Strava Heatmap

The Strava global heatmap is a really cool way of visualizing the popularity of cycling and running routes around the world. It’s also interesting challenge on two fronts: efficiently building the heatmap from millions of activities, and efficiently serving the map tiles.

Building the heatmap

Previously, the heatmap was created with C code that accessed activities with individual S3 requests. The latest version is built on Apache Spark to be parallelizable at every stage. It uses a “Spark/S3/Parquet data warehouse” for data storage – Parquet being a columnar storage format that’s built for doing distributed jobs, working on top of the Hadroop filesystem.

Data is filtered to remove data that is likely the result of non-biking or running activities. It’s also normalized for velocity - sitting at a traffic light won’t produce more data points than going 20mph on a bike.

The computation is parallelized on a per-tile basis. Since the primitives drawn are paths rather than points, this means that each path must be resampled to fit inside a single tile.

Line drawing is done using Bresenham’s line algorithm for efficiency. A first stab at a line-drawing might involve looping from the origin the endpoint and adding the slope on each iteration. But this involves float multiplication, which is unnecessary when we’re dealing with discrete tiles. Bresenham’s algorithm uses only integer addition/subtraction and bitshifting, where the steps are as follows:

    d = 2*dy - dx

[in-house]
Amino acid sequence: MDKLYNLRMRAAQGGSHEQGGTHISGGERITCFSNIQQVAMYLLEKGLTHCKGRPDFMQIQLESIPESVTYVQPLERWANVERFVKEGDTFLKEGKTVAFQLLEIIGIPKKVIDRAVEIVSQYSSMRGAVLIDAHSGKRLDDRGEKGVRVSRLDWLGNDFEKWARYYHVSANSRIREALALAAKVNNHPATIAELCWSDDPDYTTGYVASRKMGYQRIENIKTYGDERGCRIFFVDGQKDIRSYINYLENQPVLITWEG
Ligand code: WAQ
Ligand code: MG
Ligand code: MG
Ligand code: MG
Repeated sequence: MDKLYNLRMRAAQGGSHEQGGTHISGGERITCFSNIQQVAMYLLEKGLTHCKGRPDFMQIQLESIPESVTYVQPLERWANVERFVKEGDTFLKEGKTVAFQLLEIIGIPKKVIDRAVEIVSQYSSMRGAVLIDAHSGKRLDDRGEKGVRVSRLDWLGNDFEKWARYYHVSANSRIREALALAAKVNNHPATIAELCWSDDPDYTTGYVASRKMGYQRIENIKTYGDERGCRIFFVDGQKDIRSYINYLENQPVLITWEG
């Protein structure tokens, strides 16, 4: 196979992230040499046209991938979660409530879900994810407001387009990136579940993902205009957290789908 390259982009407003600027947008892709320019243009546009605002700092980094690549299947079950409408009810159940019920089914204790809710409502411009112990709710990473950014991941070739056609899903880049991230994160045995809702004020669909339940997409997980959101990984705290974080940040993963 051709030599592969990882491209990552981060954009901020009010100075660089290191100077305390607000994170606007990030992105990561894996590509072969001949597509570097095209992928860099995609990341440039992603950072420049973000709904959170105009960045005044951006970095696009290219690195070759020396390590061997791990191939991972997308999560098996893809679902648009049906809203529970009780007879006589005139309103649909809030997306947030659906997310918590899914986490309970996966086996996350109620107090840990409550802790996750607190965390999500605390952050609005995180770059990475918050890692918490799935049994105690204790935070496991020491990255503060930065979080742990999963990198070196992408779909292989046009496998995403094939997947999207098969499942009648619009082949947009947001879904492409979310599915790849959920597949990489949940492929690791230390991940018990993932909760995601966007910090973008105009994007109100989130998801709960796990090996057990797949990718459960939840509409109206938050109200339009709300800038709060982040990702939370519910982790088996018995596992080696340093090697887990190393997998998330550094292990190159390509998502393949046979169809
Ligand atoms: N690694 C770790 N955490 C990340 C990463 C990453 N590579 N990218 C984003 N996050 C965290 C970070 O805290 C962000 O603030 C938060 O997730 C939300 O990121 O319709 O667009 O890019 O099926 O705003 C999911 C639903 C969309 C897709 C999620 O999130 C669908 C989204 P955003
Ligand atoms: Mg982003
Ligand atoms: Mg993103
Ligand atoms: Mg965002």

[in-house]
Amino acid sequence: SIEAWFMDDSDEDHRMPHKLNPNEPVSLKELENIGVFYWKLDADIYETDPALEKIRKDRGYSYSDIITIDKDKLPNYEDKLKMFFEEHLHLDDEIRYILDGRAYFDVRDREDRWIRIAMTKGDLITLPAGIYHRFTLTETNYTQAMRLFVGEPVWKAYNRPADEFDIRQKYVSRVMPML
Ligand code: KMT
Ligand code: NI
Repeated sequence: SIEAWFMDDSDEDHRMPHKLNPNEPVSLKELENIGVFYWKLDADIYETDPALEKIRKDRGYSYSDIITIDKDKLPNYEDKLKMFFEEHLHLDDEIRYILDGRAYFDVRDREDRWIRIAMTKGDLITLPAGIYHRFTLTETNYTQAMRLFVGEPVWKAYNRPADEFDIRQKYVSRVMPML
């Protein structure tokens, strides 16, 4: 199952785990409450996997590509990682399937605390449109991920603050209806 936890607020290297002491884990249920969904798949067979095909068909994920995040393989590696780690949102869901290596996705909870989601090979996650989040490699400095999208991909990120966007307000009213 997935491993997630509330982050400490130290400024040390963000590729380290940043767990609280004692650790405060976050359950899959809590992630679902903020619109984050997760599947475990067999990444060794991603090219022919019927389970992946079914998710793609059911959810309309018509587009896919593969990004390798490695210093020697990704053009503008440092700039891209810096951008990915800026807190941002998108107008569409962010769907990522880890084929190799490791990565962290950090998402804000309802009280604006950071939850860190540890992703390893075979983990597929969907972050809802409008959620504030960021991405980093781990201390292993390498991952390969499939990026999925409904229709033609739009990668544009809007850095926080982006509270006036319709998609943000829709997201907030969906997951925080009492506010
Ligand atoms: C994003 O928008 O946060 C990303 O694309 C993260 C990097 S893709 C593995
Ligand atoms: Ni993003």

y = y_start

    for x in range(x_start, x_end):
        plot(x, y)
    		if d > 0:
    			y = y + 1
    			d = d - 2*dx
    		d = d + 2*dy

With dx = 6, dy =3 ( slope of .5), we have the following pattern:

iteration d (before) y (before)
0 0 0
1 0 + 6 = 6 0
2 6 - 12 + 6 = 0 1
3 0 + 6 = 6 1

Whatever files are currently being processed are stored as nxn matrices, then compressed and written to disk when done.


If the samples in a given pixel were linearly mapped to colors, this would result in only the most popular areas being visible (which might have 100x the number of visitors as a less popular area). For normalization, they use the CDF of the pixel values, so that the median pixel is half as strong as the most-traversed pixel.

The CDF is calculated on a per-tile level, but includes the surrounding tiles as well. This ensures that there’s a smooth transition between tiles - otherwise, a route might suddenly disappear when it goes from a less popular tile to a more popular one.

Each pixel is actually bilinearly interpolated from the CDFs of its surrounding pixels. It’s not clear how this affects parallelization at the per-tile level.

Serving tiles

Tiles at different more zoomed out zoom levels are greater simply by sampling the lower zoom levels.

Tiles are stored on S3 as raw byte values, corresponding to values of the 8-bit color map. These are then are converted to pngs at request time (and cached via their CDN).